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15 Systematic Policies and Legal Rules That SRLP Helped Change

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It’s been almost 15 years since SRLP was founded as a multi-racial, trans-led collective organization working for economic, racial, and gender justice. You might not know that over the last 15 years SRLP has worked to win the following important victories:

  1. Morrill v. Morrill, establishing a transgender parent’s right to visit her children.
  2. Doe v. Bell, establishing that transgender youth in foster care in New York State cannot be forced to wear clothing associated with their birth gender.
  3. In re Guido, establishing that evidence of genital surgery and divorce cannot be required of a transgender name change applicant in order to be granted a name change.
  4. In re Golden, establishing that transgender people may not be denied a name change on the basis that it could lead to “confusion”.
  5. In re Powell, establishing that the Court’s authority to review a name change application is limited and a person’s incarceration or criminal convictions are not grounds for a denial.
  6. Rodriguez v. Johnson, providing a money settlement for our client and ongoing obligations on the part of the Office of Children and Family Services, the agency that had cut our client off hormones, placed her in boys’ detention facilities, and disciplined her for expressions of femininity.
  7. Office of Children and Family Services policy and guidelines, the result of continued negotiations and coalition work following Rodriguez v. Johnson, establishing that OCFS and contract agencies may not discriminate against youth on the basis of sexual orientation, gender identity, or gender expression, and, for the first time, allowing youth to go by a preferred name, to choose to wear “male” or “female” undergarments, and to be free from discipline for not meeting gender stereotypes.
  8. Board of Corrections – Minimum Standards for New York City Jails on Visitation. Due to broad coalitional work, SRLP contributed to regulations adopted in 2015 which insured that the NYC jails did not limit visitation to biological or legally recognized nuclear “families” but understood that many individuals rely on found family, social service organizers, and many other people not traditionally recognized.
  9. Board of Corrections – Minimum Standards for New York City Jails on Prison Rape Elimination Act(PREA). Due to broad coalitional work, including the leadership of formerly incarcerated members and clients, SRLP has been working since 2015 to ensure that New York City adopts a meaningfully heightened version of the federal PREA law that accounts for the identities and needs of transgender and gender non-conforming people.
  10. Department of Homeless Services policy, the result of years of policy work to make New York City’s homeless shelter system safe for transgender people, stating: “Trans people will be placed in shelters according to gender identity, not birth sex, appearance, or identity documents” and “Trans people will not be forced to wear clothes that doesn’t comply with their gender identities.”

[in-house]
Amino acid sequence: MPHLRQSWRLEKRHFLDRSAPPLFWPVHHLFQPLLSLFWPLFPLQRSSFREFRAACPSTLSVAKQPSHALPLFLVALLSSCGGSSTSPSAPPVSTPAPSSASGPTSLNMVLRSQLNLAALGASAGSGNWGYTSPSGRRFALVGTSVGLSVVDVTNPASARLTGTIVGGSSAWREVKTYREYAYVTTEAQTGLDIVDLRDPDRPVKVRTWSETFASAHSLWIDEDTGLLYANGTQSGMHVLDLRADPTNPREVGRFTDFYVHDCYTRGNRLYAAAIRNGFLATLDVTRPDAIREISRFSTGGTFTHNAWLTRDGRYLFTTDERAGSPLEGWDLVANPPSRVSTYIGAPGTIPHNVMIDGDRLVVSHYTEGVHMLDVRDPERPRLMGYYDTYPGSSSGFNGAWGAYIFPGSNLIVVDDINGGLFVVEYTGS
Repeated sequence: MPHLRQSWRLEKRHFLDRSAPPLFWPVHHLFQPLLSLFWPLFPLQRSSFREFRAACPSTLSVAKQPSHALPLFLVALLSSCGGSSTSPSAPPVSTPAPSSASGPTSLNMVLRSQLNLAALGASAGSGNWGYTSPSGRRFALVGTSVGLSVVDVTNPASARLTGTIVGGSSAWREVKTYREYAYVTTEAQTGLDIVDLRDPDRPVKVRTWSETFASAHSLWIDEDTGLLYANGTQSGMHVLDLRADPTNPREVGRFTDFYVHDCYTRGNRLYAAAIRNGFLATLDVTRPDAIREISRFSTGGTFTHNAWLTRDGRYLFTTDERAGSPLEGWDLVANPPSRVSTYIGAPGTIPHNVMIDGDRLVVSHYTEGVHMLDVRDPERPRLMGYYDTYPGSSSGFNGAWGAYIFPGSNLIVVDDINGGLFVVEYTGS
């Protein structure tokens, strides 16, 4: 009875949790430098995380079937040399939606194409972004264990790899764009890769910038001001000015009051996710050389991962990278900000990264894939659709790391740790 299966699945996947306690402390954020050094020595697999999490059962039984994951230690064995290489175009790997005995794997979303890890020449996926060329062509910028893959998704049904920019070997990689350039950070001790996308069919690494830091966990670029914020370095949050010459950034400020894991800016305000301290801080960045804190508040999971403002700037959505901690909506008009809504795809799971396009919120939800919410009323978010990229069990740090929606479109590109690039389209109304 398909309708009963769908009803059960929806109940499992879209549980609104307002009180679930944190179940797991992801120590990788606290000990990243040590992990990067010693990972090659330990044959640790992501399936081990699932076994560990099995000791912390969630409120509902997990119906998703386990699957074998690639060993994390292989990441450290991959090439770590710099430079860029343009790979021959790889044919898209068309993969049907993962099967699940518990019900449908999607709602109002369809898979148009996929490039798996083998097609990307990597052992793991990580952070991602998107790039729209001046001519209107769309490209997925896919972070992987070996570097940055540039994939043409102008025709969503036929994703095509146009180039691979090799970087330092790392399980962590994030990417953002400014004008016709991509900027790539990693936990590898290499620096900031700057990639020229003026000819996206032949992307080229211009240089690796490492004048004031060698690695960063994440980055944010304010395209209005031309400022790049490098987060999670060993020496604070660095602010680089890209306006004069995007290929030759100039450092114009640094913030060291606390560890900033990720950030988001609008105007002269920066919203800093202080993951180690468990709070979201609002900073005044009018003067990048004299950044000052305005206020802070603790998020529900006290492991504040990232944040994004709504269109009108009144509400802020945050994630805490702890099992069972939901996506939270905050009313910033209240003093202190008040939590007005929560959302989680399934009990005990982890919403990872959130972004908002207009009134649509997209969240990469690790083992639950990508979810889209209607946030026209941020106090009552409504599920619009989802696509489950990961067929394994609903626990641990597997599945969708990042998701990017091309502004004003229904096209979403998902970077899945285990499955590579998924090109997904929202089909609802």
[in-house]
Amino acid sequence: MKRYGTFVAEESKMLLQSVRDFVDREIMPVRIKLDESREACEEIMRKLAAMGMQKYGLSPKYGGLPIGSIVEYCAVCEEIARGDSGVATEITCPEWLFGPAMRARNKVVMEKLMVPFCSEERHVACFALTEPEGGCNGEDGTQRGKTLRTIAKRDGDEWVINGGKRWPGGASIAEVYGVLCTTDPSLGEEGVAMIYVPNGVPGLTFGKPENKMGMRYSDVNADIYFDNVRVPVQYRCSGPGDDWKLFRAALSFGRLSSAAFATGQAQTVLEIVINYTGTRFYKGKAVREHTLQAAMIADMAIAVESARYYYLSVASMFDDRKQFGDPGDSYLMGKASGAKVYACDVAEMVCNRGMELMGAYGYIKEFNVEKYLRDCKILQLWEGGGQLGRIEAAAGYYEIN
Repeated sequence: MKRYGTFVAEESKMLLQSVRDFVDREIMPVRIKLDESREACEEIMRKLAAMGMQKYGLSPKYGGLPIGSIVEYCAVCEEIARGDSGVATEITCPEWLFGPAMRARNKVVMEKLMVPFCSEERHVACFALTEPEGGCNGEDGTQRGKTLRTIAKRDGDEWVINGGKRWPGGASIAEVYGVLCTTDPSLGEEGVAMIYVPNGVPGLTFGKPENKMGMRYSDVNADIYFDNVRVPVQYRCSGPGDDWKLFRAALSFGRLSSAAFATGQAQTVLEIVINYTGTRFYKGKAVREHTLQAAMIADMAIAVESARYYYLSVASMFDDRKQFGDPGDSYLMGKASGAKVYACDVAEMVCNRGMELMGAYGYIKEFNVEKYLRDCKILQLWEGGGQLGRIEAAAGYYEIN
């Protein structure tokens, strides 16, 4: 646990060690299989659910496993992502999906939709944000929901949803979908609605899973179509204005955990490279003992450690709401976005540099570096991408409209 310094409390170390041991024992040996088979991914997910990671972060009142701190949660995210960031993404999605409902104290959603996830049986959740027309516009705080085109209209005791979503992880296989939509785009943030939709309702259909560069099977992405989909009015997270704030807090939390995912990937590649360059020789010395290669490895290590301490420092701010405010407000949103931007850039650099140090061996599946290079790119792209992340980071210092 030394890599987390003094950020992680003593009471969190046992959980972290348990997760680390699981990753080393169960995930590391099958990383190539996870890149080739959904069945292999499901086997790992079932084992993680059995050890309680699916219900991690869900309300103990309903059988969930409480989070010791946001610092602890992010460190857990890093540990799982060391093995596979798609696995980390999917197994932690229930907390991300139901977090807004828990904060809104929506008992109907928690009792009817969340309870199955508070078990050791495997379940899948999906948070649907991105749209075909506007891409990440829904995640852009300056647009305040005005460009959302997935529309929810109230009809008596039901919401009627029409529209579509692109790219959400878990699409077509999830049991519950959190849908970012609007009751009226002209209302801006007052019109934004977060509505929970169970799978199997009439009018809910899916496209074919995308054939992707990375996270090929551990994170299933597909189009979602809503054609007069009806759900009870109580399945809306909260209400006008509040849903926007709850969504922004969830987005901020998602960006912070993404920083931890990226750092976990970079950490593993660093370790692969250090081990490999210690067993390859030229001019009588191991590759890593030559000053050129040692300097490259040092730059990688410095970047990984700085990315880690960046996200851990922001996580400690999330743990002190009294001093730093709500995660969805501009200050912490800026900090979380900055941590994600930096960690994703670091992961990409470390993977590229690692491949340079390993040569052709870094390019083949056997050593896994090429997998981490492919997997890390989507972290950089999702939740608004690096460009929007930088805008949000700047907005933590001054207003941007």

11. Administration of Children’s Services policy, prohibiting discrimination against gay, lesbian, bisexual, and transgender foster youth.
  12. Published the groundbreaking “It’s War in Here” on the realities that trans women face in men’s prisons in New York State. This report has been cited in cases such as Manning v. Griffin (2016 WL 1274588).
  13. Provided trainings to New York State court clerks, Judges, court officers, and other staff on respectfully working with transgender litigants. This work has been cited in decisions such as Wilson v. Phoenix House which set the groundbreaking precedent that New York State and City’s Human Rights Laws are violated when drug and alcohol rehabilitation programs deny  transgender individuals the right to be housed or participate in programs according to their gender identities.
  14. Participated in the creation and training of staff for the Transgender Housing Unit. SRLP’s incarcerated and formerly incarcerated members repeatedly informed SRLP staff that a voluntary unit for transgender and gender non-conforming women and feminine people was essential to cultural accountability, mental health, and overall safety within the NYC jail system. Over the course of many years SRLP worked to create a unit within the Department of Corrections that addressed these concerns. While our overall goal is to not see anyone inside a prison or jail, we have overwhelmingly heard from the people who are able to get into the THU that they feel safer being housed with community and it is easier to hold DOC staff accountable for unacceptable behavior. In partnership with NYLAG, SRLP continues to teach classes within the unit twice a month.
  15. Fighting for acceptable standards of healthcare for incarcerated people in NYS custody. SRLP has worked for over a decade on increasing the right to access life-saving medical care for transgender and gender non-conforming people in NYS prisons. In the past decade, SRLP won a modification to the governing directive (HSPM 1.31) allowing individuals who were not getting hormones through a qualified doctor’s office prior to incarceration to have a path to either continuing hormones under a doctor’s supervision or receive hormones for the first time. We continue to work on expanding this policy until it reflects the evolving standards of care and community healthcare standards for transgender and gender non-conforming people.
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